Denis Robichaud, an assistant professor in the Program of Liberal Studies, has been awarded the 2016 Olivia Remie Constable Prize in Medieval Studies for study at the University of Oxford this summer.
The prize was established last year by Robert M. Conway to honor Remie Constable, the former director of Notre Dame’s Medieval Institute, and was held last summer by Kent Emery Jr., a professor in the Program of Liberal Studies, who completed work for an ongoing multi-person Duns Scotus edition.
The prize enables Institute scholars to stay at Harris Manchester College, just blocks from the Bodleian, for up to three weeks, and provides enough support for a scholar to pursue related research as needed in the United Kingdom and throughout Europe. In this case, Robichaud will be following up with work in Hamburg, Germany.
Robichaud studies 15th-century history and philosophy, and particularly Marsilio Ficino. He is now the principal investigator for a project that oversees the edition of Ficino’s translations into Latin of several works by Plato essentially unknown earlier in the Middle Ages. For the next decades and even centuries, these Latin translations became the central form of access to a new Platonic corpus in European philosophy and intellectual history. Much here depended upon three late medieval collections in manuscript of Plato’s work in Greek, along with some smaller associated manuscripts.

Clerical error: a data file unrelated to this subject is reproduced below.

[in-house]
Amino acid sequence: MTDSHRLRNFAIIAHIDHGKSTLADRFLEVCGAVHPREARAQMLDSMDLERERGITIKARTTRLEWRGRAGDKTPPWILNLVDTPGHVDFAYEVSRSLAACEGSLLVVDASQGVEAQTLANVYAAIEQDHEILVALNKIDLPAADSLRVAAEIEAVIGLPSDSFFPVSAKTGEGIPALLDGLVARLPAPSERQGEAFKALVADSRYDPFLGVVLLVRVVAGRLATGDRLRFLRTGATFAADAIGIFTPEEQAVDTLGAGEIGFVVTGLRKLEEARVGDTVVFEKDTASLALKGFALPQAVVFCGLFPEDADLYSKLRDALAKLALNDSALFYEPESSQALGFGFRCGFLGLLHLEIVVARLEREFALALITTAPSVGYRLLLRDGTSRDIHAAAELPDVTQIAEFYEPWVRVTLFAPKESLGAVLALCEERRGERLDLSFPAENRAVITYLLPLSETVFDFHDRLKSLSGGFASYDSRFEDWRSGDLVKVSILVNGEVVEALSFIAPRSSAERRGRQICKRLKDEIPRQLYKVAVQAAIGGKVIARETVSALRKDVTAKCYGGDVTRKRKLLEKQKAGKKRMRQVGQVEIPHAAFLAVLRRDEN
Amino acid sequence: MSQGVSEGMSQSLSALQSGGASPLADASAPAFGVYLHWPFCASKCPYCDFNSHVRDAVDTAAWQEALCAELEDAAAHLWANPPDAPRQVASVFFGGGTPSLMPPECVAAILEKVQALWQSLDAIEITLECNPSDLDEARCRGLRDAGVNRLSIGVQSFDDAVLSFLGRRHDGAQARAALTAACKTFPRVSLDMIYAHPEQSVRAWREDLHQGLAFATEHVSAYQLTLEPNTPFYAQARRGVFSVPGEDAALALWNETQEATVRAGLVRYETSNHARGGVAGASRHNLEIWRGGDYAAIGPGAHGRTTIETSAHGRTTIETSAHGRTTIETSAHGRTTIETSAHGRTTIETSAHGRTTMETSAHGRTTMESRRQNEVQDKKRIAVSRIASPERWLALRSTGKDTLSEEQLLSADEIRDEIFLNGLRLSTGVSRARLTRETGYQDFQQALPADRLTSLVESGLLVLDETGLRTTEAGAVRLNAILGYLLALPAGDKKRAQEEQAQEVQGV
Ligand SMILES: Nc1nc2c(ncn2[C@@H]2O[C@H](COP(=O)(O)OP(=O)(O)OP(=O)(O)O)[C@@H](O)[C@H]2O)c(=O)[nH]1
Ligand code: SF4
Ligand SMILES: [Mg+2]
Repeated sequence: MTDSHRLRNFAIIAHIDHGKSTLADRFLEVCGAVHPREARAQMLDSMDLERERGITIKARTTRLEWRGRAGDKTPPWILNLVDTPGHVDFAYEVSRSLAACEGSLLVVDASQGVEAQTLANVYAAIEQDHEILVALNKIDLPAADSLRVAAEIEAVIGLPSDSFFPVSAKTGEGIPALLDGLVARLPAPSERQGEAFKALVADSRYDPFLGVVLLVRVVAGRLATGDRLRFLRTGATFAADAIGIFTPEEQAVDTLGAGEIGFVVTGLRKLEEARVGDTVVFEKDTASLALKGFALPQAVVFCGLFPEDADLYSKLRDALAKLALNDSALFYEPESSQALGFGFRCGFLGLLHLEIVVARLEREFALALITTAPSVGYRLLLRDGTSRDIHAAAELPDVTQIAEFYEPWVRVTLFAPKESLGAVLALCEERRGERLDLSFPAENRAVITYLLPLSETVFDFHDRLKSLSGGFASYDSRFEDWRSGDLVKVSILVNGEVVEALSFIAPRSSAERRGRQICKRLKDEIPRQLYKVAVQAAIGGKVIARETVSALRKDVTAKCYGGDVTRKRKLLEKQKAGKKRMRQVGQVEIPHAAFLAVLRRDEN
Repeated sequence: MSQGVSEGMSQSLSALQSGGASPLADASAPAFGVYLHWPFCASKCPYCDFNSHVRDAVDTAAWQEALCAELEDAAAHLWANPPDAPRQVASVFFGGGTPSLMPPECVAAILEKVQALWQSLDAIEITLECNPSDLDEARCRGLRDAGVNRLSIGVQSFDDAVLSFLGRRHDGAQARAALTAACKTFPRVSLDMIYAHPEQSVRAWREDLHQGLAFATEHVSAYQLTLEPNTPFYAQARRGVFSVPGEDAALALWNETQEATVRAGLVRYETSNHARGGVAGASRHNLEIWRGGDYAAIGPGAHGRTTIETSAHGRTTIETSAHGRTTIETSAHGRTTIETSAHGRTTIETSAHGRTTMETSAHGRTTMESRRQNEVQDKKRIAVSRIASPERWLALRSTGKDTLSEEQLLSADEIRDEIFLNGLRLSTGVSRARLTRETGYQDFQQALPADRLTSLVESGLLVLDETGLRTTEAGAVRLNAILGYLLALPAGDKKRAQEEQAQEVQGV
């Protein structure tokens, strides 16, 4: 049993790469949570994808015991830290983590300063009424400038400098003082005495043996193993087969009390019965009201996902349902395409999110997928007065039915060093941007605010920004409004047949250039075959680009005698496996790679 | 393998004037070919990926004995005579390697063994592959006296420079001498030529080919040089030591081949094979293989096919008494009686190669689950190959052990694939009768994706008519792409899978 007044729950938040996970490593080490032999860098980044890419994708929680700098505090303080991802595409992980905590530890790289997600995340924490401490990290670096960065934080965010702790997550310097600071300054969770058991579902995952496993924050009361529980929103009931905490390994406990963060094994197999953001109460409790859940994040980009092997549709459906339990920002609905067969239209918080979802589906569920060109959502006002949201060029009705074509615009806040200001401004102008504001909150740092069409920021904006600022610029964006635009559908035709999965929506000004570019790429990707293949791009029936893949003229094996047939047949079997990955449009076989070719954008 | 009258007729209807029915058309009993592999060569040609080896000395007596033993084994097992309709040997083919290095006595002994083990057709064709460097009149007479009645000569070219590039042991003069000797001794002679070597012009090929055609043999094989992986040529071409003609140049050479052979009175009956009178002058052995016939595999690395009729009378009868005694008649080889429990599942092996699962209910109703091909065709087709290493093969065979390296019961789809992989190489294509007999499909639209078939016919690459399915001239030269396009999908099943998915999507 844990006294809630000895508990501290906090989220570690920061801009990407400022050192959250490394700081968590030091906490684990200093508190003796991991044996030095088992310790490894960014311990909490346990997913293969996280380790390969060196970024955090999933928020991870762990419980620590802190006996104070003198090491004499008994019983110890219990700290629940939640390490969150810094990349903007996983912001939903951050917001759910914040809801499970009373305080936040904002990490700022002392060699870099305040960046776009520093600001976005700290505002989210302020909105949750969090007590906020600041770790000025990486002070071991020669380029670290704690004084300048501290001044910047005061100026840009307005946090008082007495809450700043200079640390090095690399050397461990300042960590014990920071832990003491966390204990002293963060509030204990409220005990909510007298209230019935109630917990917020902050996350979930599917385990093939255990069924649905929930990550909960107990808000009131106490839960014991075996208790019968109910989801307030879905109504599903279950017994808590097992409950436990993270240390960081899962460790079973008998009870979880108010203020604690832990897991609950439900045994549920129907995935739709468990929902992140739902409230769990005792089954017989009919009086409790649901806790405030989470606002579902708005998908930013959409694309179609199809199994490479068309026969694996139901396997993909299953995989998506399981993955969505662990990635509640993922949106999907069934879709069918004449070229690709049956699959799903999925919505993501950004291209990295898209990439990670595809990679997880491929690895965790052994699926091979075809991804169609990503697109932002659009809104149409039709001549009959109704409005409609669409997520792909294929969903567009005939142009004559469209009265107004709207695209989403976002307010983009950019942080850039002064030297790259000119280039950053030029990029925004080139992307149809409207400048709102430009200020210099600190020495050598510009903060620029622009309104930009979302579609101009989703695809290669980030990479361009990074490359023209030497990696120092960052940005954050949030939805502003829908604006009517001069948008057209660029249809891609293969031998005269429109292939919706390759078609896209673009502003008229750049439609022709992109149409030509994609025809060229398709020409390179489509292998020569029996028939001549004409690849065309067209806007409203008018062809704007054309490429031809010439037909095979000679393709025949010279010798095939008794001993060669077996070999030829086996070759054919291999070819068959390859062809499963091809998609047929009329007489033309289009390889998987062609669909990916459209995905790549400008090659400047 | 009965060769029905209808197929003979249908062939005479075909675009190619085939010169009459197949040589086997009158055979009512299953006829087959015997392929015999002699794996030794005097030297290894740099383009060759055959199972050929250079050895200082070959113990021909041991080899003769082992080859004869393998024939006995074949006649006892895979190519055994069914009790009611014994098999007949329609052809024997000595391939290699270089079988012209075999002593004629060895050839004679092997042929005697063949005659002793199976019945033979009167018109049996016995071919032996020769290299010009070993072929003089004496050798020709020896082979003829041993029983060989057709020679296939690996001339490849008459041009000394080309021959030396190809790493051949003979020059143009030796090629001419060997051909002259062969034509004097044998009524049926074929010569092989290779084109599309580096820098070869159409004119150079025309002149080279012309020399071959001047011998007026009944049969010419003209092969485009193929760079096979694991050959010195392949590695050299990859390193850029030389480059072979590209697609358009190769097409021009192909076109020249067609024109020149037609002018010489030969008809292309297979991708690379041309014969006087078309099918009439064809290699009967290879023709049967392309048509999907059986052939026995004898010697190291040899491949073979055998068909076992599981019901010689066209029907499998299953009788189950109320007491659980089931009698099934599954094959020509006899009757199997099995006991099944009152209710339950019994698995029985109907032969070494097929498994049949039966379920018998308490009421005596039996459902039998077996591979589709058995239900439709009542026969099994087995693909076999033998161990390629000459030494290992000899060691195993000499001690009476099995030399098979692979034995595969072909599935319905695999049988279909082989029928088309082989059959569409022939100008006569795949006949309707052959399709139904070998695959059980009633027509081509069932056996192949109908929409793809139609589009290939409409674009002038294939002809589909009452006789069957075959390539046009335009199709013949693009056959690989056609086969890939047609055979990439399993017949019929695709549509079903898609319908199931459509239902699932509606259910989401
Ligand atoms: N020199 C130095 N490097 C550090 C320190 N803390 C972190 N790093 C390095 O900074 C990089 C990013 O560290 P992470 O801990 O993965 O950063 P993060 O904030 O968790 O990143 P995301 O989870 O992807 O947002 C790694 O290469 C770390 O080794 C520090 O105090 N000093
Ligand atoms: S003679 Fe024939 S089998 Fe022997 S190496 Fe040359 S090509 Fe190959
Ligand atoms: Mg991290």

Robichaud will spend his summer finishing work on this manuscript transmission, particularly with several key manuscripts in Oxford.
Originally published by at medieval.nd.edu.